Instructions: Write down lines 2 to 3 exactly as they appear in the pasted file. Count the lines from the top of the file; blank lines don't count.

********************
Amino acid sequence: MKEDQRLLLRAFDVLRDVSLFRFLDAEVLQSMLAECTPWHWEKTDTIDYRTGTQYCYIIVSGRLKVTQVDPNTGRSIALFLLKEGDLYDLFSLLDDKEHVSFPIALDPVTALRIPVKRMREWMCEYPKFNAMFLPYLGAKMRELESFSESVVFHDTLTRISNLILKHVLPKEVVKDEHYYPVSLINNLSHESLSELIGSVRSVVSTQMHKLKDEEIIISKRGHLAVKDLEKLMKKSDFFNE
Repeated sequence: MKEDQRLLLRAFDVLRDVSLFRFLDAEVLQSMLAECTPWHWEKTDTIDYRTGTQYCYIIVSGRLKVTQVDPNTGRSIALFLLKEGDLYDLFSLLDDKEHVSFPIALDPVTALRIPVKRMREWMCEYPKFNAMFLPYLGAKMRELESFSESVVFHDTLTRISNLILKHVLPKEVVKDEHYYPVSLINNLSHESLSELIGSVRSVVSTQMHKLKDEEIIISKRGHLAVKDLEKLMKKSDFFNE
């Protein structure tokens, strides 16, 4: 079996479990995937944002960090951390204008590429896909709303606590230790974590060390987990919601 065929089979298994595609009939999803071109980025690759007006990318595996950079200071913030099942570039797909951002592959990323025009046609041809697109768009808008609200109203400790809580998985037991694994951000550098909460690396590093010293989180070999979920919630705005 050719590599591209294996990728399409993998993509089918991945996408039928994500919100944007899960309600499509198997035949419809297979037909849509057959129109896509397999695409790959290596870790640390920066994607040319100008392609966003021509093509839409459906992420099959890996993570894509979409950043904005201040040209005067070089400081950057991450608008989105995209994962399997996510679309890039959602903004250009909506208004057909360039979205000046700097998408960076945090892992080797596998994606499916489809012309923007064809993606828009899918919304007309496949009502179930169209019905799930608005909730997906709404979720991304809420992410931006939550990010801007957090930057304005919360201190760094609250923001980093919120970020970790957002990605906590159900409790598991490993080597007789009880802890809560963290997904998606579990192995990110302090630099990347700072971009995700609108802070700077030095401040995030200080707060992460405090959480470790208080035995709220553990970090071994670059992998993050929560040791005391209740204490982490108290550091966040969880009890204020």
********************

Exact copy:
Repeated sequence: MKEDQRLLLRAFDVLRDVSLFRFLDAEVLQSMLAECTPWHWEKTDTIDYRTGTQYCYIIVSGRLKVTQVDPNTGRSIALFLLKEGDLYDLFSLLDDKEHVSFPIALDPVTALRIPVKRMREWMCEYPKFNAMFLPYLGAKMRELESFSESVVFHDTLTRISNLILKHVLPKEVVKDEHYYPVSLINNLSHESLSELIGSVRSVVSTQMHKLKDEEIIISKRGHLAVKDLEKLMKKSDFFNE
């Protein structure tokens, strides 16, 4: 079996479990995937944002960090951390204008590429896909709303606590230790974590060390987990919601 065929089979298994595609009939999803071109980025690759007006990318595996950079200071913030099942570039797909951002592959990323025009046609041809697109768009808008609200109203400790809580998985037991694994951000550098909460690396590093010293989180070999979920919630705005 050719590599591209294996990728399409993998993509089918991945996408039928994500919100944007899960309600499509198997035949419809297979037909849509057959129109896509397999695409790959290596870790640390920066994607040319100008392609966003021509093509839409459906992420099959890996993570894509979409950043904005201040040209005067070089400081950057991450608008989105995209994962399997996510679309890039959602903004250009909506208004057909360039979205000046700097998408960076945090892992080797596998994606499916489809012309923007064809993606828009899918919304007309496949009502179930169209019905799930608005909730997906709404979720991304809420992410931006939550990010801007957090930057304005919360201190760094609250923001980093919120970020970790957002990605906590159900409790598991490993080597007789009880802890809560963290997904998606579990192995990110302090630099990347700072971009995700609108802070700077030095401040995030200080707060992460405090959480470790208080035995709220553990970090071994670059992998993050929560040791005391209740204490982490108290550091966040969880009890204020």